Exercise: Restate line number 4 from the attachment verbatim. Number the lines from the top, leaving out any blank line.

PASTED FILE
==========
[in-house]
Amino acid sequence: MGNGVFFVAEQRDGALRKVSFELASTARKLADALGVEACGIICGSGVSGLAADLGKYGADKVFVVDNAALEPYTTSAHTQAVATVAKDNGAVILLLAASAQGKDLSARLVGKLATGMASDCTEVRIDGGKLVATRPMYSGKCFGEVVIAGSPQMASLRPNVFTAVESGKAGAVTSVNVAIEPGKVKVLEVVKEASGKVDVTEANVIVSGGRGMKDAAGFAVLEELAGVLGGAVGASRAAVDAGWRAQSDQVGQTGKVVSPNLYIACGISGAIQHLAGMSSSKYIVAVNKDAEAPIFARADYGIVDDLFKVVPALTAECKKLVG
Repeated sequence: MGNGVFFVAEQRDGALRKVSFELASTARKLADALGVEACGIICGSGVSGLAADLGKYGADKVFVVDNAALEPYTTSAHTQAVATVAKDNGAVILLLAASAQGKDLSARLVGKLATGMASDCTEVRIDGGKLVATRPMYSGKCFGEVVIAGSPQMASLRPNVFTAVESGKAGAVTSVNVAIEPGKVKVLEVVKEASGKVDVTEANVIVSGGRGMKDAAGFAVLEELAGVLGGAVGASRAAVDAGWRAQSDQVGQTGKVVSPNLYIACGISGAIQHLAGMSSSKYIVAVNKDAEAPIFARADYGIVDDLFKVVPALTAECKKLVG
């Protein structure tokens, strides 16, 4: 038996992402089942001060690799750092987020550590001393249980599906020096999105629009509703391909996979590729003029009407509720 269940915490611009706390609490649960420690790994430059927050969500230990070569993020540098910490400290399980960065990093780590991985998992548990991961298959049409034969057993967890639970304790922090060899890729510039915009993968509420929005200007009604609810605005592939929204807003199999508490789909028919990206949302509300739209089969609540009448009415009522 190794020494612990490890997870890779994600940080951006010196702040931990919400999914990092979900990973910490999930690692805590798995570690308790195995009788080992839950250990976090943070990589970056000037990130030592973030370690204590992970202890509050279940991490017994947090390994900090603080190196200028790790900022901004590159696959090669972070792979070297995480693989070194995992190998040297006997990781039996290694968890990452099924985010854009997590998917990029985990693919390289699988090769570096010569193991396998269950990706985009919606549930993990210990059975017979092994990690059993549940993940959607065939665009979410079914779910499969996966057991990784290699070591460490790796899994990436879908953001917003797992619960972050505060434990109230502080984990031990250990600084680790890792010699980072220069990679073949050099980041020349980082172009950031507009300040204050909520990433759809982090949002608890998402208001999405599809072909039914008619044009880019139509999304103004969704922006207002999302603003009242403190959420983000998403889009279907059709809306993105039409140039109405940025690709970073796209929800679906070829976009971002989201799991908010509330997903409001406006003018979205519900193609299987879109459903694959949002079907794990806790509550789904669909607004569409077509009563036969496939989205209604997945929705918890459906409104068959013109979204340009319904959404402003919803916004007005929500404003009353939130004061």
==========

């Protein structure tokens, strides 16, 4: 038996992402089942001060690799750092987020550590001393249980599906020096999105629009509703391909996979590729003029009407509720 269940915490611009706390609490649960420690790994430059927050969500230990070569993020540098910490400290399980960065990093780590991985998992548990991961298959049409034969057993967890639970304790922090060899890729510039915009993968509420929005200007009604609810605005592939929204807003199999508490789909028919990206949302509300739209089969609540009448009415009522 190794020494612990490890997870890779994600940080951006010196702040931990919400999914990092979900990973910490999930690692805590798995570690308790195995009788080992839950250990976090943070990589970056000037990130030592973030370690204590992970202890509050279940991490017994947090390994900090603080190196200028790790900022901004590159696959090669972070792979070297995480693989070194995992190998040297006997990781039996290694968890990452099924985010854009997590998917990029985990693919390289699988090769570096010569193991396998269950990706985009919606549930993990210990059975017979092994990690059993549940993940959607065939665009979410079914779910499969996966057991990784290699070591460490790796899994990436879908953001917003797992619960972050505060434990109230502080984990031990250990600084680790890792010699980072220069990679073949050099980041020349980082172009950031507009300040204050909520990433759809982090949002608890998402208001999405599809072909039914008619044009880019139509999304103004969704922006207002999302603003009242403190959420983000998403889009279907059709809306993105039409140039109405940025690709970073796209929800679906070829976009971002989201799991908010509330997903409001406006003018979205519900193609299987879109459903694959949002079907794990806790509550789904669909607004569409077509009563036969496939989205209604997945929705918890459906409104068959013109979204340009319904959404402003919803916004007005929500404003009353939130004061």